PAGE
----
• Horse, water, stone

In three weeks’ time I’m leading a section of my neighbouring parish’s ‘Beating the Bounds’ ceremony, only 36 years since the last one.  My bit takes us over the moor, down into the marshes and up and over the other side, some eight to nine miles in all.  So I’ve been scurrying through the undergrowth, wielding my compass, and donning my wading boots in search of the best route, sticking to the line of the boundary rocks and boundary stones wherever possible. Yesterday was the final reconnaissance.

First stop: a pregnant white mare near one of the taller stones:

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Second stop: the Witheybrook, mellifluous in tone as ever:

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Third stop: a boundary stone that’s virtually inaccessible.  Getting to it was a matter of jumping streams and leaping from tussock to tussock over marshland.  This stone was eventually found hidden under a thicket of trees, covered in moss.  It has three faces, as it stands at the junction of three parishes.  Hence the three letters carved in it: N for North Hill, A for Altarnun and C for St Cleer.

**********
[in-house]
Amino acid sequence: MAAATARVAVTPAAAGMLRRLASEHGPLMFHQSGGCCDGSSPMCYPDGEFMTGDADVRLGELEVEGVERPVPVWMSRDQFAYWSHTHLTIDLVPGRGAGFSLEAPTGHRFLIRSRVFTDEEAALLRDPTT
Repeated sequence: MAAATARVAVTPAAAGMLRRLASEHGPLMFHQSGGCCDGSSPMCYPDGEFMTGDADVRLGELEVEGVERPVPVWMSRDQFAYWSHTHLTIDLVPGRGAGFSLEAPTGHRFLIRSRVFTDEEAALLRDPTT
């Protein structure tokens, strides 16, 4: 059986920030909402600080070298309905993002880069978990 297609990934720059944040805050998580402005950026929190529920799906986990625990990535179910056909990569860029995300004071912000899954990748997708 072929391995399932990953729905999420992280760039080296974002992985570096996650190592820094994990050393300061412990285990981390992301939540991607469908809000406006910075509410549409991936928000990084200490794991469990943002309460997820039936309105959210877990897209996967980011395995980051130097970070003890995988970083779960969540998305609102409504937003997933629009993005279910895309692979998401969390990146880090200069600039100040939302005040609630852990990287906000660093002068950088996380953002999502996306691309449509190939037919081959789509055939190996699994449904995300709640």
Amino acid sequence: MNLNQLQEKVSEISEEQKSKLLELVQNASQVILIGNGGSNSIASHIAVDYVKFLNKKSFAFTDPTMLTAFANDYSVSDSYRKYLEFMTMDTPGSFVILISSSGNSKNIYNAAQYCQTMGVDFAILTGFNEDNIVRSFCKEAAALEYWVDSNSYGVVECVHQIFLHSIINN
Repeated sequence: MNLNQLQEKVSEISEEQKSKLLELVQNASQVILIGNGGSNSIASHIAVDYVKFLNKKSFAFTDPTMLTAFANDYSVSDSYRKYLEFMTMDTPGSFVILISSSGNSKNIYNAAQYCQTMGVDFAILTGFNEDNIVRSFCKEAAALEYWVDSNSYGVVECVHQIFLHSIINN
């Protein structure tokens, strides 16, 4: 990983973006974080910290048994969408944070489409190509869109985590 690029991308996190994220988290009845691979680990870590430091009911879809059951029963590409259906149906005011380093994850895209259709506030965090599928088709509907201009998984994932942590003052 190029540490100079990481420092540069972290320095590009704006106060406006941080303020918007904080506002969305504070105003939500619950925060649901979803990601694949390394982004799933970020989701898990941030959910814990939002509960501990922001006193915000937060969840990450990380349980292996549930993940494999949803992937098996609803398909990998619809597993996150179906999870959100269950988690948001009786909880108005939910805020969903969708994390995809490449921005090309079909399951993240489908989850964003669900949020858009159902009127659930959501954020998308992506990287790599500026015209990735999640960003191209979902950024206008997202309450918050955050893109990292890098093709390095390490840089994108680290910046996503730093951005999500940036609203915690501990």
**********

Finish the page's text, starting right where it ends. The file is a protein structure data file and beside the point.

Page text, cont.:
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Job done, it was time to retrace our steps back to the Witheybrook.

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